But if the Navy retires GW instead, the number of deployable carriers drops down to nine, and that would put sailors back on the nine-month-plus plan.
The Navy is already at 10 carriers while it awaits delivery of the first-in-class Gerald R. Ford. But the delivery has been pushed back and the Navy is now expecting delivery in early 2016 with the ship being available for deployment in 2017.
Reports by government watchdogs, however, say the Navy won’t know when the Ford will be ready to deploy until it shakes out the bugs in all the new technology on board, including revolutionary new systems like electromagnetic plane catapults.
“If the Ford can deploy in 2017, the effects of losing the GW would not be felt until 2019, when it would have been scheduled to come out of refueling,” Clark said in a phone interview. “But that assumes that the Ford will be ready to deploy. I think with all the new technologies on board, the Navy will be challenged to have it deploy so quickly.
“So if you have deployments steadily getting longer prior to 2019 without the GW, the problem gets even worse if the Ford isn’t ready.”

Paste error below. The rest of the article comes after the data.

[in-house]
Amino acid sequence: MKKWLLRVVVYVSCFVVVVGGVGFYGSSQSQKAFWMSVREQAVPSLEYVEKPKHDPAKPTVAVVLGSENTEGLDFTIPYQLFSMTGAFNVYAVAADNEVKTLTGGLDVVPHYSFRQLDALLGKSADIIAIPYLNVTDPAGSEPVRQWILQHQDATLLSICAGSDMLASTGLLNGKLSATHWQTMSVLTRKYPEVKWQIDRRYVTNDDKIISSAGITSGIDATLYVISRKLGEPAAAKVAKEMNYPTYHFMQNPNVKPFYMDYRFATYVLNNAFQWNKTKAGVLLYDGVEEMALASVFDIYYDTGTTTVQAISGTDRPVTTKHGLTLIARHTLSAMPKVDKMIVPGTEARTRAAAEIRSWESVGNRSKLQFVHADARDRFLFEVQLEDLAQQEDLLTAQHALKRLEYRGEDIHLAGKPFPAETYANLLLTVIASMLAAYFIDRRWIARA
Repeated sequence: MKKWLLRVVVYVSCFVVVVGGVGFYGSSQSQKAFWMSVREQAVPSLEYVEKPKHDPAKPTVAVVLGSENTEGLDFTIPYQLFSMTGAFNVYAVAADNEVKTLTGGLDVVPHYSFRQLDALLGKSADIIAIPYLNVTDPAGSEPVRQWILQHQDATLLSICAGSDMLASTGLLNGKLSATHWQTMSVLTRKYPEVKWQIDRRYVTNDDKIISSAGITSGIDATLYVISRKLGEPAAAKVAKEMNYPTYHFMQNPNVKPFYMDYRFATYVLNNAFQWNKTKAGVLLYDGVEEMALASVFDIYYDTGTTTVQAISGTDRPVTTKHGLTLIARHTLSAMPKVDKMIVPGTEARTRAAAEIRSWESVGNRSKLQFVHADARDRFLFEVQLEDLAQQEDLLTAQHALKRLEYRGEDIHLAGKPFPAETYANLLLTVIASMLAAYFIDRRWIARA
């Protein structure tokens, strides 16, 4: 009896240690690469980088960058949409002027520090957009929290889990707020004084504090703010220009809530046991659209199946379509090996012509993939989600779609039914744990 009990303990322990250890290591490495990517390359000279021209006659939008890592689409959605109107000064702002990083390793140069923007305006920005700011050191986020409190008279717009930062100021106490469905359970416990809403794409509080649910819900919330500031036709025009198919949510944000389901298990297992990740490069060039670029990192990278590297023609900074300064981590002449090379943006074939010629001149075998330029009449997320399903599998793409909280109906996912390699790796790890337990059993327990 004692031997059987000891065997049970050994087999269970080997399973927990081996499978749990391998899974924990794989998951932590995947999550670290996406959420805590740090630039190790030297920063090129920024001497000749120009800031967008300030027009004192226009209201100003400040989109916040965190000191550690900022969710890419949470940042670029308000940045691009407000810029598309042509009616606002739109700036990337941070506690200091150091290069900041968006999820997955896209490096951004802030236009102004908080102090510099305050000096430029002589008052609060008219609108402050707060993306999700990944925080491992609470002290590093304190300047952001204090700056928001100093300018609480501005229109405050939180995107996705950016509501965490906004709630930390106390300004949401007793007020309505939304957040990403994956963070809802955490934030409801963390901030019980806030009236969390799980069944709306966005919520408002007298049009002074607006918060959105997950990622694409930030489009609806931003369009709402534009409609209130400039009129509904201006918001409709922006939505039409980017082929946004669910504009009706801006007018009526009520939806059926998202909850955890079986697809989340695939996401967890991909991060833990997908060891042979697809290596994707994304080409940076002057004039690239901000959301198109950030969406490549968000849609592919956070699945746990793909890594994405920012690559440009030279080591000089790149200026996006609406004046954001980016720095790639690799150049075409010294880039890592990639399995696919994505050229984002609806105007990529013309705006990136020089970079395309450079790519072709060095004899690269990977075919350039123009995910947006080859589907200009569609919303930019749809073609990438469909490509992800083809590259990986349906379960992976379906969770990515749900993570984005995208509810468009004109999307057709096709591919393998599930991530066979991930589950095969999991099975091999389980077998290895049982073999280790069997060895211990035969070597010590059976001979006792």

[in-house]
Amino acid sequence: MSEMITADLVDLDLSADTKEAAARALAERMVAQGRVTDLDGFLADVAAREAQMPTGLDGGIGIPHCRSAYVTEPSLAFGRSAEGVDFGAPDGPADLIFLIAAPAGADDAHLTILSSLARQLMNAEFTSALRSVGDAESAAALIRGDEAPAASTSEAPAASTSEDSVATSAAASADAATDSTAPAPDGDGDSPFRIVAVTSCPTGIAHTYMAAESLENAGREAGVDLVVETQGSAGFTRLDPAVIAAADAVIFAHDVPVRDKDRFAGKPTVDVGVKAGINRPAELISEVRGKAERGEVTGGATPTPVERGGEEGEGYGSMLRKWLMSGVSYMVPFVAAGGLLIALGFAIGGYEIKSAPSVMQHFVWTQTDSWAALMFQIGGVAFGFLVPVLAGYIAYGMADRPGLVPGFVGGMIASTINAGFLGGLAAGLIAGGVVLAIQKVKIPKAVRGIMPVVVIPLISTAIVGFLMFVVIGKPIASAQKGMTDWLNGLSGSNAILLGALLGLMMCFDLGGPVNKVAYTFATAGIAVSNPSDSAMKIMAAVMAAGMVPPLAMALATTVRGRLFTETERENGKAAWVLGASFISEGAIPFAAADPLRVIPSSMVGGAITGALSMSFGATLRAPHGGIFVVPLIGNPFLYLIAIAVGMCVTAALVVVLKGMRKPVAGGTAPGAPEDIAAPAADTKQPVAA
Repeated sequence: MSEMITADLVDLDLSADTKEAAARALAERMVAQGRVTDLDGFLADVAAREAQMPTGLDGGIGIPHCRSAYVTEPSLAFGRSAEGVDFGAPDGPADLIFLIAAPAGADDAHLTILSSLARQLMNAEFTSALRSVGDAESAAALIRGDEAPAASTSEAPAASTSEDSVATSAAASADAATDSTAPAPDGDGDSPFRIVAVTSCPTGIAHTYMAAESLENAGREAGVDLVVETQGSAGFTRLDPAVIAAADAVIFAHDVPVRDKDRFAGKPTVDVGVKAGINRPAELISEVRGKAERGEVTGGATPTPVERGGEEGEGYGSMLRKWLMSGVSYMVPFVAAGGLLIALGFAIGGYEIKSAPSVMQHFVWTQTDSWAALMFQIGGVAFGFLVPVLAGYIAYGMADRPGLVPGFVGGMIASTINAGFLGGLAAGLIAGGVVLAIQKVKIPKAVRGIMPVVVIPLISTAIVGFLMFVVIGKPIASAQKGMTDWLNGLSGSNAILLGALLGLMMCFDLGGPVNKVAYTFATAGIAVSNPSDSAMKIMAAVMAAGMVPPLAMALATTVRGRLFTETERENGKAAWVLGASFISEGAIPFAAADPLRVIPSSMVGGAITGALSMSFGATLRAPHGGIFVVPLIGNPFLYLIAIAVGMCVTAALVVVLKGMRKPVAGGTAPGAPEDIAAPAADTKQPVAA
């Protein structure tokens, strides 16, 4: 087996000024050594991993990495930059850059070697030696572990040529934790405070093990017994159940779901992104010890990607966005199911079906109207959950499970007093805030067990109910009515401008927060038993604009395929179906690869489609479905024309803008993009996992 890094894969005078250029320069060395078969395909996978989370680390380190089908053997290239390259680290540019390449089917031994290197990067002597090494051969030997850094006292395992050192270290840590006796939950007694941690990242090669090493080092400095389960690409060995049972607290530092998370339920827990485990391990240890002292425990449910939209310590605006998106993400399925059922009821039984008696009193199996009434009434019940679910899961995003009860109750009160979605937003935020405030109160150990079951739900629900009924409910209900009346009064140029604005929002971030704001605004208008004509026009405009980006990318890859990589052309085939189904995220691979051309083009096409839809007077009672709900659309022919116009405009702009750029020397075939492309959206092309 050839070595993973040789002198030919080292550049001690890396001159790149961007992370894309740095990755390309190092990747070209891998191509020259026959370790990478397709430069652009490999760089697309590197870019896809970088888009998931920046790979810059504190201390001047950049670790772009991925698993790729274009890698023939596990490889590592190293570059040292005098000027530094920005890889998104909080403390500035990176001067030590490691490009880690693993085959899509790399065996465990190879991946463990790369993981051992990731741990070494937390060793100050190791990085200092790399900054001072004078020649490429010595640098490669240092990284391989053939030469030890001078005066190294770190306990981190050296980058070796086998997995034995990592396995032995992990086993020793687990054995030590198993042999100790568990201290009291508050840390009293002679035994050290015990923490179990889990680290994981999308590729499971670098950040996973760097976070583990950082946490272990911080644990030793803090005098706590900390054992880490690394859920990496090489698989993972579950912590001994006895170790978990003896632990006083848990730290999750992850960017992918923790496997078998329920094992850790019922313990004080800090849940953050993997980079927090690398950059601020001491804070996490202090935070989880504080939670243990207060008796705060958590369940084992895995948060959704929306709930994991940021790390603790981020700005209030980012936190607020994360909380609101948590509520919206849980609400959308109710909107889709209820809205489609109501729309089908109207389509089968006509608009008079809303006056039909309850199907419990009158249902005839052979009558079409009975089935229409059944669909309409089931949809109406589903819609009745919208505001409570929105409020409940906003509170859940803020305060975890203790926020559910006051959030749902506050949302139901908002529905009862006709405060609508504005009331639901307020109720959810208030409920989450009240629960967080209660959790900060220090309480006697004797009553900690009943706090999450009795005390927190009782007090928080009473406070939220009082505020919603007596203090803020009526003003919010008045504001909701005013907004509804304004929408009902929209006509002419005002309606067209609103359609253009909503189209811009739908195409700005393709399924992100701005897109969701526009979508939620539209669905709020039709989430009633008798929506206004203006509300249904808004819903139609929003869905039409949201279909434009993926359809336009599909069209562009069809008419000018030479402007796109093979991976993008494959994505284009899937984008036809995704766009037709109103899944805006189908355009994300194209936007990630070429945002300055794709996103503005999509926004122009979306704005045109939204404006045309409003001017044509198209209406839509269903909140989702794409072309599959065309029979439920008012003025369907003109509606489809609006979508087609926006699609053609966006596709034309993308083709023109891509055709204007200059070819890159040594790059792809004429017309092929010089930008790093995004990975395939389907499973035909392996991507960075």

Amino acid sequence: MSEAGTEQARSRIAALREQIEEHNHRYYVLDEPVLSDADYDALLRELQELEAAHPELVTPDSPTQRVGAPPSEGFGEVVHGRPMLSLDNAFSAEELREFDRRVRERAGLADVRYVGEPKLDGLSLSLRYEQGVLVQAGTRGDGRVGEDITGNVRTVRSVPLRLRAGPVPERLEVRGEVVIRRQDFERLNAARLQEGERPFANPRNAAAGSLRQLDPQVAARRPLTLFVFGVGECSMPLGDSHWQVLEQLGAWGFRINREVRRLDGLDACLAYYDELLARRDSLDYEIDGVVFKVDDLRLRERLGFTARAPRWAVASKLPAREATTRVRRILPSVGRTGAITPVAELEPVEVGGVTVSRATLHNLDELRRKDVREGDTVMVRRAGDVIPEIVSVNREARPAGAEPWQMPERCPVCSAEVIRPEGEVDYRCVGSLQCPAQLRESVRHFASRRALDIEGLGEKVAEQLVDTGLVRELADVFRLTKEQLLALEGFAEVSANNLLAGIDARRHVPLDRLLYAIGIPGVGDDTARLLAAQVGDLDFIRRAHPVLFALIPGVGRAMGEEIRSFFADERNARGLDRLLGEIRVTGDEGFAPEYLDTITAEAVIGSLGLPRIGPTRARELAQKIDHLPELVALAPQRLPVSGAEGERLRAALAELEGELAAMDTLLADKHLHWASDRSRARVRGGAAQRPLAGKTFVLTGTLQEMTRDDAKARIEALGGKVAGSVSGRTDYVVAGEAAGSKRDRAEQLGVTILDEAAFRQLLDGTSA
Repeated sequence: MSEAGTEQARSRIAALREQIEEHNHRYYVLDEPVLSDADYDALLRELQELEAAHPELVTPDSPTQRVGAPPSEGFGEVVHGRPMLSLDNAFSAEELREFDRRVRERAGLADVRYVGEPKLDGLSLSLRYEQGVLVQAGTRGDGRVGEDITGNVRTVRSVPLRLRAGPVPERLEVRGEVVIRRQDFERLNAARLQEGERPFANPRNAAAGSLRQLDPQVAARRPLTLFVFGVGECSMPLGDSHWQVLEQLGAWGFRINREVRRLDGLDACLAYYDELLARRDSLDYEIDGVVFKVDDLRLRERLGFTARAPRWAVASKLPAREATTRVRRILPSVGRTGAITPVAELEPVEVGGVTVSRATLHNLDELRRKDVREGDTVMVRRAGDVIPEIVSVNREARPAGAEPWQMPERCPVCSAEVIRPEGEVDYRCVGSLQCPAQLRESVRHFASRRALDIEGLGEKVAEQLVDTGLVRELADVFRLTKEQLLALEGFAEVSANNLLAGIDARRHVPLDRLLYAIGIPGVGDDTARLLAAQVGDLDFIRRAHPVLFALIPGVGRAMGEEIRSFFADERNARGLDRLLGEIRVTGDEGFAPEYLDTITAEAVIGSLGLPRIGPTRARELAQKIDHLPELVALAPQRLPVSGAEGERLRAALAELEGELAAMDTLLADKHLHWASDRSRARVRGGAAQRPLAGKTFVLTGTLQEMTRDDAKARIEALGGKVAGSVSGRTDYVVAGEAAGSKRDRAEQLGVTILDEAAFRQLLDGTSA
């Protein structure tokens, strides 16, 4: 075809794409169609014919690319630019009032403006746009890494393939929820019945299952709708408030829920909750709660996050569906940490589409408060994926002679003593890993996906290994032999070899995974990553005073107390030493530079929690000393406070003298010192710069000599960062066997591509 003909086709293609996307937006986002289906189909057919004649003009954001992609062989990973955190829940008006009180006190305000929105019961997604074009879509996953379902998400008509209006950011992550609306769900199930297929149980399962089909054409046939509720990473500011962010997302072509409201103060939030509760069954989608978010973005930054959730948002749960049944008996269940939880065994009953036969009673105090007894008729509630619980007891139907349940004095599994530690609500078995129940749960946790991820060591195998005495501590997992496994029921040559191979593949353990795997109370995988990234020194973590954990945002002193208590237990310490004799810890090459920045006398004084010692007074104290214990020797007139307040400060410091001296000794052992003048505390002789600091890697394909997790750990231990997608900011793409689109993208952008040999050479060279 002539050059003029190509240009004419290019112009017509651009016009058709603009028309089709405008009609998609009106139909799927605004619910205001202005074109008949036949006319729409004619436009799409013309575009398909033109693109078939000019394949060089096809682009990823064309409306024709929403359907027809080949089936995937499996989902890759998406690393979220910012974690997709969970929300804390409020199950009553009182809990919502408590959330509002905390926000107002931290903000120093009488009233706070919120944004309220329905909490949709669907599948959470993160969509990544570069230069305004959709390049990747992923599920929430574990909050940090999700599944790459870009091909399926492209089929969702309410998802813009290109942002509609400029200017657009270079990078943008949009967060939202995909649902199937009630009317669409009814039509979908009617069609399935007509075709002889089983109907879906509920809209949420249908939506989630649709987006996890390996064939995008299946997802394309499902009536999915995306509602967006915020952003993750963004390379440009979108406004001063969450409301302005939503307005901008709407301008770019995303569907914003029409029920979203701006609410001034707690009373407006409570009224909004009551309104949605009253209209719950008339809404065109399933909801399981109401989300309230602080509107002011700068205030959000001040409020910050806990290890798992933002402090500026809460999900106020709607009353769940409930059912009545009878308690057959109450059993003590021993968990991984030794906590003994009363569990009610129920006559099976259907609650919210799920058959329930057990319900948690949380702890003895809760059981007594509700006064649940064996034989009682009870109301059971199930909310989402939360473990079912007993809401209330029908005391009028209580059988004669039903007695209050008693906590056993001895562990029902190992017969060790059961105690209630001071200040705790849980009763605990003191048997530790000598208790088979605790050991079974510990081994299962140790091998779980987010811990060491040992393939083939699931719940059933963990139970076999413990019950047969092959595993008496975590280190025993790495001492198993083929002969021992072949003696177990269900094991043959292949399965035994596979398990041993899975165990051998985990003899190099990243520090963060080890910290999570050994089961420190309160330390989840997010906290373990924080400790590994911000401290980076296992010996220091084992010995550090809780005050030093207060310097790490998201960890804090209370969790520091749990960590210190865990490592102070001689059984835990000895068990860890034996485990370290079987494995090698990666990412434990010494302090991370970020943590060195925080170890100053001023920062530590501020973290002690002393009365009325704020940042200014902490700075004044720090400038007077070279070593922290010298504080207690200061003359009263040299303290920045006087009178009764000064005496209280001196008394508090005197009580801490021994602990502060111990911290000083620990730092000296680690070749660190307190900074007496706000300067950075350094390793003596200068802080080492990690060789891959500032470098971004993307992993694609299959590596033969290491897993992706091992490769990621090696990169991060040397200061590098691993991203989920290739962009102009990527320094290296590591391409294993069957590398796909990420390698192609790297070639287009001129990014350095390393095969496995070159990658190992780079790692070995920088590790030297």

Finding the money
There is one upside: Congress wants all 11 carriers; they just don’t yet know how to pay for them all.
Sen. Tim Kaine, D-Va., an outspoken critic of the Navy’s plan to cut the GW, said it is against the law to fall below 11 carriers and sends a distressing message to allies.
But most of all, it’s a waste of money.
If the Navy decommissions the GW, Kaine said, it has “basically wasted half the life of that asset — an expensive asset — which has 25 years of life left in it.”
Kaine said he is working with Forbes in the House of Representatives to get the Navy the money it needs to refuel the carrier.
“I’m going to do everything I can to get sequester relief beyond 2016,” he said in an April 24 phone interview, adding that he’s exploring ways to assure the Navy of forthcoming funding in the National Defense Authorization Act.
Across the aisle, another influential lawmaker is concerned about the effects of retiring the GW early.
Sen. James Inhofe, R-Okla., the ranking member of the Senate Armed Services Committee, said in a statement to Navy Times that “If we can find the money to retain the George Washington, then we absolutely should.”
"I am hopeful that if the Republicans win the Senate, the FY16 budget could bring an entirely different scenario and opportunity to better fund our military readiness capabilities and better address the growing national security threats we are witnessing today,” Inhofe said.
Without more funding, long deployments may be the standard for the foreseeable future.